A well-written, if somewhat uneven, self-help guide that offers many humorous personal anecdotes.

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10 STACKS TO SUCCESS

HOW TO ACHEIVE SUCCESS ONE GOAL AT A TIME

Debut author Isip writes about his 10 tried-and-tested tips for success.

In 2001, Isip walked out of a placement exam at a community college after realizing that a life that began with filling in a standardized test had nothing to offer him. It’s an offbeat beginning to an often untraditional motivational guide. Many other books stress the importance of building a solid foundation of self-esteem and proactive thinking, but Isip favors a slightly bawdier, less cultivated approach, often to great effect. He encourages readers to perform a list of desired daily activities that will help them accomplish long-term goals, “[b]efore we check our phones, before we go on Instagram and Facebook, or before we light up that first roach or stogy.” Later, he movingly relates the lowest point of his own self-absorption, when he attended his uncle’s funeral drunk; he then realized that he’d deeply wounded his father with his flagrant substance abuse and his lack of interest in the feelings of others. These are unusually frank portrayals of a lifestyle that strays from the common self-help template. However, the book’s format (including chapters titled “Dream a Little Dream” and “Fight the Fear”) shares many of the genre’s clichés: Readers are encouraged to write down their goals or thoughts in a workbooklike format, and bullet points abound. Overall, its inevitable march to self-actualization isn’t as original as Isip’s colorful asides. Oddly, though, the author’s combination of street smarts and playful, somewhat shallow observations—such as complaining about having too much empty sex—is simultaneously its strength and its weakness. The book’s many unabashed references to illegal activities, for example, ultimately mark the author as a successful hustler, which may not be the best role model for confused, lost souls. That said, this book is a passionate affirmation of the inherent possibilities of life and of the irrefutable power of the entrepreneurial spirit.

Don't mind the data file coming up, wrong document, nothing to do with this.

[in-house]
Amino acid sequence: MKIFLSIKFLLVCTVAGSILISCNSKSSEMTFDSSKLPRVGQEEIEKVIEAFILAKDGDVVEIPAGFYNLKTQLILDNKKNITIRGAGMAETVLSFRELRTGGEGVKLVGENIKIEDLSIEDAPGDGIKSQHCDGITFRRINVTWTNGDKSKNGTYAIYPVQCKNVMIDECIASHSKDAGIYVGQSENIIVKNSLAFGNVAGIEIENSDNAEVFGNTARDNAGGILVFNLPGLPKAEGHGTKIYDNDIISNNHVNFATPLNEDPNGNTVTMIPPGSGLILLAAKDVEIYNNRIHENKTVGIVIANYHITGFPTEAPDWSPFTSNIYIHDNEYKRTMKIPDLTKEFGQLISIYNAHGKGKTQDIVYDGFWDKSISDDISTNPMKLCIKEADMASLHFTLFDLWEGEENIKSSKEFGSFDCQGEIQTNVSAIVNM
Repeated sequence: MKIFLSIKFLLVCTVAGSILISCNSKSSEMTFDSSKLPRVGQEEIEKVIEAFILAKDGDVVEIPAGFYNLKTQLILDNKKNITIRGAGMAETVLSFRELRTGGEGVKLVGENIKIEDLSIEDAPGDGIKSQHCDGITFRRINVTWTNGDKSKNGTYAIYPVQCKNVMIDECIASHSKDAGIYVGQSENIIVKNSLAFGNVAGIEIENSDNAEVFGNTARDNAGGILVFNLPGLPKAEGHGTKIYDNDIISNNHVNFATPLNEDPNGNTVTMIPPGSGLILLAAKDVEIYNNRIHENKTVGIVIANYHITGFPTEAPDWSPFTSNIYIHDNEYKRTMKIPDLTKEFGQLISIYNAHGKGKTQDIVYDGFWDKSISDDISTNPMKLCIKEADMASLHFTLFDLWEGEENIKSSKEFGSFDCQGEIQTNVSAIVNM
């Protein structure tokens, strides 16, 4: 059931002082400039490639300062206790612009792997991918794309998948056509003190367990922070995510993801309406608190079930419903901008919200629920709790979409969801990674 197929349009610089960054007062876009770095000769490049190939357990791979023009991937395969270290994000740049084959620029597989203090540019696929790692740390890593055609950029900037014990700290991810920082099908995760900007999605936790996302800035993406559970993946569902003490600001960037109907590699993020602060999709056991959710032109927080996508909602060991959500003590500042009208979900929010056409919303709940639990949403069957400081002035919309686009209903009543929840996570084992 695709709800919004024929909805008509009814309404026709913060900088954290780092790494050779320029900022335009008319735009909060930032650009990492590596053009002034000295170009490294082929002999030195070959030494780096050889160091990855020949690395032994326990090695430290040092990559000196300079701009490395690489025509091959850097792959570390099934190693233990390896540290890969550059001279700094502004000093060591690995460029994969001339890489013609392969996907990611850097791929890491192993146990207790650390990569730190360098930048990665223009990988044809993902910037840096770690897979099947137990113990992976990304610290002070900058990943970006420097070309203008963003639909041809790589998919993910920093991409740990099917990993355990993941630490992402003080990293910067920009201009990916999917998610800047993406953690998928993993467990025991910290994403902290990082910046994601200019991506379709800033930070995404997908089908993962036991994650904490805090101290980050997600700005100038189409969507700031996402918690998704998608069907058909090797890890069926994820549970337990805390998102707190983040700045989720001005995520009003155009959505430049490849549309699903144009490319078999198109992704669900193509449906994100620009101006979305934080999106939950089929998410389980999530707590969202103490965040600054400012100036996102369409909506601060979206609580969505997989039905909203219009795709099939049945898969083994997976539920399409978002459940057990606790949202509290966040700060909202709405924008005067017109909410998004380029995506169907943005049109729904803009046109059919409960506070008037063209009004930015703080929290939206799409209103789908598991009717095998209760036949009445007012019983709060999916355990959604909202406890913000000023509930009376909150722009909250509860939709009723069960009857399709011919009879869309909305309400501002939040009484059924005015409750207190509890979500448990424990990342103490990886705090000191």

A well-written, if somewhat uneven, self-help guide that offers many humorous personal anecdotes.

Pub Date: Oct. 24, 2014

ISBN: 978-1502960269

Page Count: 146

Publisher: CreateSpace